Happiness is a moral obligation

Most folks are about as happy as they make up their minds to be.

— Abraham Lincoln

Dennis Prager is a conservative talk show host who is unique in my view for his intellectual heft.  I first heard him talking about this subject several years ago and after considering it for a bit I realized that he is right.  He has written a book on the topic, but his basic premise is summed up in his article Happiness Is a Moral Obligation:

Consider the effects of an unhappy parent on a child. Ask people raised by an unhappy parent if that unhappiness hurt them.

Consider the effects of an unhappy spouse on a marriage.

Consider the effects of unhappy children on their parents. I know a couple that has four middle-aged children of whom three are truly extraordinary people, inordinately well adjusted and decent. The fourth child has been unhappy most of his life and has been a never-ending source of pain to the parents. That one child’s unhappiness has always overshadowed the joy that the parents experience from the other three children. Hence the saying that one is no happier than one’s least happy child.

Consider the effects of a brooding co-worker on your and your fellow workers’ morale — not to mention the huge difference between working for a happy or a moody employer.

We should regard bad moods as we do offensive body odor. Just as we shower each day so as not to inflict our body odors on others, so we should monitor our bad moods so as not to inflict them on others. We shower partly for ourselves and partly out of obligation to others.

He makes the same basic point in the following youtube video:

Note:  I went to his web site and noticed that one of his main topics is male/female relations, and he has a CD set out on Men’s Sexual Nature.  I sent him a quick email to see if he has heard or read anything about game.  I heard him speaking on the basic topic a few months ago while in the car.  He is a solid thinker so his advice struck me as generally pretty good, but I think he is missing the pieces which game could provide.  I’ll follow up in the comments section if I hear back from him.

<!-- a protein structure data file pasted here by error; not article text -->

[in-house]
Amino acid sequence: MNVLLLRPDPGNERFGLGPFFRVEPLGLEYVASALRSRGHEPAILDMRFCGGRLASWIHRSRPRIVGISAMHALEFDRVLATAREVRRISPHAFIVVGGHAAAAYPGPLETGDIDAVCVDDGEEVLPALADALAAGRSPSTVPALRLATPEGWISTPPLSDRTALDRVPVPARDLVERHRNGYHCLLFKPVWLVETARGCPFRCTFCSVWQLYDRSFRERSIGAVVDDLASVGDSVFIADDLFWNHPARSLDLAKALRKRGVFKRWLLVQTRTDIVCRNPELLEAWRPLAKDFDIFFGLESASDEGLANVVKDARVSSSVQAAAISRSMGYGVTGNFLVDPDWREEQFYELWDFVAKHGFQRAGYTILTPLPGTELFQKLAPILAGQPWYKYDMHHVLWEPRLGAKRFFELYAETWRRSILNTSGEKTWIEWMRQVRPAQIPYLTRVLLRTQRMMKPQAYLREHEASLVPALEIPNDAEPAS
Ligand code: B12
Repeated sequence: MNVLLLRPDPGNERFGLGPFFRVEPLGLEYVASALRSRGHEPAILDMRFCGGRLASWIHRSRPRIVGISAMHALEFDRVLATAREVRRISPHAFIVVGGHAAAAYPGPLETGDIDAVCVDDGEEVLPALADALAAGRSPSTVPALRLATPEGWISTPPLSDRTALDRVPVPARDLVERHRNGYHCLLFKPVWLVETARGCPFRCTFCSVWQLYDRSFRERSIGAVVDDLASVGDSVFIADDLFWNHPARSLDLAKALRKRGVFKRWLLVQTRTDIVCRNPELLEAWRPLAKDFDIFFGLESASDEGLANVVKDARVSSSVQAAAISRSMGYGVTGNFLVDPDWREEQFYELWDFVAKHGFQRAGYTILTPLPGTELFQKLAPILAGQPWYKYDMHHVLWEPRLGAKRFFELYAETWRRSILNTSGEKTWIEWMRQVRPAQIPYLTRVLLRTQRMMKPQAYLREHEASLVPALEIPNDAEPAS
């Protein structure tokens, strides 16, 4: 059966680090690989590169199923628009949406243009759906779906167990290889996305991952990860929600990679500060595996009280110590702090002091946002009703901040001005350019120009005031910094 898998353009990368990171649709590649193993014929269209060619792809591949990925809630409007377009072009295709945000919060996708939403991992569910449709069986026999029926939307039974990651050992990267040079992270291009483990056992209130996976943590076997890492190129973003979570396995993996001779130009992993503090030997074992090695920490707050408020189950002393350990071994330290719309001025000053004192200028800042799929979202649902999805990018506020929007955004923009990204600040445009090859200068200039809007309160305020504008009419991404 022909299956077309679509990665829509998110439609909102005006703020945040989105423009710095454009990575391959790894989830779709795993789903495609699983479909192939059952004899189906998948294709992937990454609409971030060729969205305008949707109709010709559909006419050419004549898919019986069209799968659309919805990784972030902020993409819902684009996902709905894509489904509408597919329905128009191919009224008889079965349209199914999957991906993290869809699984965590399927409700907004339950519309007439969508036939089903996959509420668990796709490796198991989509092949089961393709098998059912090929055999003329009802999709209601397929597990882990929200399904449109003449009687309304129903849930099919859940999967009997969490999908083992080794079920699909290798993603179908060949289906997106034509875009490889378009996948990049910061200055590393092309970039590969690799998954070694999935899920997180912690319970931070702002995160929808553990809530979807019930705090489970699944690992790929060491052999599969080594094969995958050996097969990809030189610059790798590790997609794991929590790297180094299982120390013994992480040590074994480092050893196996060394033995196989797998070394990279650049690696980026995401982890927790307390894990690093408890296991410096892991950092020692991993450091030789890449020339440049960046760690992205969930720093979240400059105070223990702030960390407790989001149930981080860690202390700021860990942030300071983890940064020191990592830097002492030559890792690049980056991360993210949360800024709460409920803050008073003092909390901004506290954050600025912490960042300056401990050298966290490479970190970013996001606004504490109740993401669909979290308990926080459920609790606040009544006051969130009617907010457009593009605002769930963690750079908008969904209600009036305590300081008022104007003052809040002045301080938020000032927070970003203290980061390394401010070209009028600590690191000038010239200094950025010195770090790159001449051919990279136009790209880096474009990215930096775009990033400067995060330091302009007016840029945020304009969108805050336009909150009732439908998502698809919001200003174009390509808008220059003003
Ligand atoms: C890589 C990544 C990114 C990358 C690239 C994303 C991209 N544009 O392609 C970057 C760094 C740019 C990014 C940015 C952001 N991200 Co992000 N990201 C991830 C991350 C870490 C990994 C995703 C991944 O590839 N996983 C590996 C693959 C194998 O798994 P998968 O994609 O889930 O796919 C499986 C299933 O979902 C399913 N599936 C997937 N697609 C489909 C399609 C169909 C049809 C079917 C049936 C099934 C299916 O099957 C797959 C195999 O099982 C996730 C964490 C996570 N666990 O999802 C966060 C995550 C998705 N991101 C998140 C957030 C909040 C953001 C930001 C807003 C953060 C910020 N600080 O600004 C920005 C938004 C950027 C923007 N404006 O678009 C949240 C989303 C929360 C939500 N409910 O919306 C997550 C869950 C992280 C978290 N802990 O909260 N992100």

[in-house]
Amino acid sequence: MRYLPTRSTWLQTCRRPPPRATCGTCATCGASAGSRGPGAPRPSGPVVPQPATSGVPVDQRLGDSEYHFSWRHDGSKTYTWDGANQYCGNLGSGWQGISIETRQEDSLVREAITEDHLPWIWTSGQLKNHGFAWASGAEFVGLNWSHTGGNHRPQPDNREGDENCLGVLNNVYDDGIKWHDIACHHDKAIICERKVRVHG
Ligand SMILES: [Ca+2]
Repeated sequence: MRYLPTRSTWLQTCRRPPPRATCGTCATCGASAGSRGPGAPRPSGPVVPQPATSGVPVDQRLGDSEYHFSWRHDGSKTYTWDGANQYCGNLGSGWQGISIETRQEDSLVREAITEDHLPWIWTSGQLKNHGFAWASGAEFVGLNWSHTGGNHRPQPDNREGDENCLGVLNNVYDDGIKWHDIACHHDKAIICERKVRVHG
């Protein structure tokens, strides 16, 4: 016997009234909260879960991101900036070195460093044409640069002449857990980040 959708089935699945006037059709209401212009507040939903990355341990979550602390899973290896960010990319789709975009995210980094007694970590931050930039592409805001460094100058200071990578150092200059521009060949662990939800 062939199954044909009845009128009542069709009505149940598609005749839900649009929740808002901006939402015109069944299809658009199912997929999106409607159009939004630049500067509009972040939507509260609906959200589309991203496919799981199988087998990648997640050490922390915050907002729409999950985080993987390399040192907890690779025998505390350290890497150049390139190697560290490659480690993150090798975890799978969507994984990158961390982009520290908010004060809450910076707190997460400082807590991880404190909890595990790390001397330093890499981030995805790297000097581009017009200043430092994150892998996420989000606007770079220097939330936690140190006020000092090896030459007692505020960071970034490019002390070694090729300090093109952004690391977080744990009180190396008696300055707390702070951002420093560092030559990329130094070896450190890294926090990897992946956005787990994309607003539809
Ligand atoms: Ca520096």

This entry was posted in Uncategorized. Bookmark the permalink.

44 Responses to Happiness is a moral obligation

  1. aspiringlady says:

    I agree with this. I am worried that in presenting this idea that people will assume that this moral obligation of happiness will give the a moral obligation to divorce in an unhappy marriage though, under the assumption that the unhappiness inflicted on the children and spouse by the unhappy member would be solved by divorce. Go out and FIND your happiness Eat Pray Love style and your family with will be better off because you are “happy.”. How do you make the distinction between telling people they have a moral obligation to be happy, and telling them not to go on a destructive “journey of self discovery” for happiness? The whole “but I’m not HAAAAAAAPPYY!!” issue?

  2. Doomed Harlot says:

    I agree with this post. And I agree with Dennis Prager, whom I usually find odious. Does this mean that hell has frozen over and pigs have grown wings?